Ninety per cent of migrants arriving in Europe have their journey facilitated by a criminal organization, a new report from the European Union’s police agency Europol shows.
The report shows that last year people-smuggling networks netted up to €6 billion ($9.24 billion).
In the last ten years Europol’s work to combat organised migrant smuggling in Europe led to identification of almost 40,000 suspected smugglers.
As a way of intensifying the fight against human trafficking, the Europol has launched the new European Migrant Smuggling Centre (EMSC).
The Centre will focus on geographical criminal hotspots.
Dimitris Avramopoulos, EU Commissioner for Migration, Home Affairs and Citizenship, said: “The fight against migrant smuggling is a key priority for the European Union in addressing the refugee crisis.”
He added that the launch of the EMSC “will reinforce cooperation with Member States, international organisations, national stakeholders and European agencies, with a responsibility to fight migrant smuggling.”
Rob Wainwright, Director of Europol said tackling the “huge people smuggling trade” had “become an essential part of the EU’s response to the migrant crisis.”
Robert Crepinko who will head the EMSC said it “will play a decisive role in proactively supporting Member States to target and dismantle organised crime networks involved in migrant smuggling.”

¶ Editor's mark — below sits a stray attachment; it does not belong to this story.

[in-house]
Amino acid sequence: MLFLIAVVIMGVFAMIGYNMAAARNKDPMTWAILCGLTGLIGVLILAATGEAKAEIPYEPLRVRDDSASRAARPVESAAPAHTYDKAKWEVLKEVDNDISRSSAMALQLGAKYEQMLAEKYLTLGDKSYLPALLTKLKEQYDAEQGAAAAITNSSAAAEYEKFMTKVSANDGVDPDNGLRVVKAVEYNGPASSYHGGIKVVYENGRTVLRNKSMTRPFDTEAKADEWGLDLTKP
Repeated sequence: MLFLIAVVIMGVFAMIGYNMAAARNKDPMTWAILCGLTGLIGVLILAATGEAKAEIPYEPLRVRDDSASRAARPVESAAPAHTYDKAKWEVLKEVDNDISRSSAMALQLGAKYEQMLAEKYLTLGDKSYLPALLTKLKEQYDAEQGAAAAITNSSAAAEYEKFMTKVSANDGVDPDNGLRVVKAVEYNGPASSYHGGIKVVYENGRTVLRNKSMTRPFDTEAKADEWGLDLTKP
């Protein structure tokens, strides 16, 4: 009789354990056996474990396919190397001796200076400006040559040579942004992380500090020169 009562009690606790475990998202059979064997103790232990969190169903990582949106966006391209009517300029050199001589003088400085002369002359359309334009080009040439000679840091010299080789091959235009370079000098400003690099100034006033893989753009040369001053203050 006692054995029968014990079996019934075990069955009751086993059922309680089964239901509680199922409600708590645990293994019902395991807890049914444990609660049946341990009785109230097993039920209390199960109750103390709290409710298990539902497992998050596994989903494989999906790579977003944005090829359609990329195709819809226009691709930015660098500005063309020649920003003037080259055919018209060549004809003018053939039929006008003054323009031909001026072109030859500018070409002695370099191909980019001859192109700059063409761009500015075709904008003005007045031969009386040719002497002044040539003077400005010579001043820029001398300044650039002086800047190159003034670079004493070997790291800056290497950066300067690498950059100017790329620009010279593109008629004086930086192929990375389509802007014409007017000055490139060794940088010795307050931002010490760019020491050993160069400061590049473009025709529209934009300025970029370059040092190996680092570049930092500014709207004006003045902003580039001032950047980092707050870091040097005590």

Europol said the exponential increase of the migratory flow and the involvement of organised crime on a large scale, together with the number of requests for operational support from EU Member States, called for an adequate and coordinated European response.
Part of the EMSC is the hotspot model of the EU Regional Task Force recommended by the European Commission’s Agenda on Migration. The aim of the regional hotspots is to assist national authorities in the field of identification, asylum support, intelligence sharing, criminal investigations and the prosecution of criminal networks of people smugglers. So far two hotspots exist in Catania, Italy and in Piraeus, Greece.
Mr Wainwright told the Police Professional that a “broad cross section of criminal actors” were involved in migrant smuggling.
“We are seeing a service based criminal community emerge. They are working together in an international syndicate which seems to be an emerging trend and are blended in with the organised crime scene as a whole,” he said.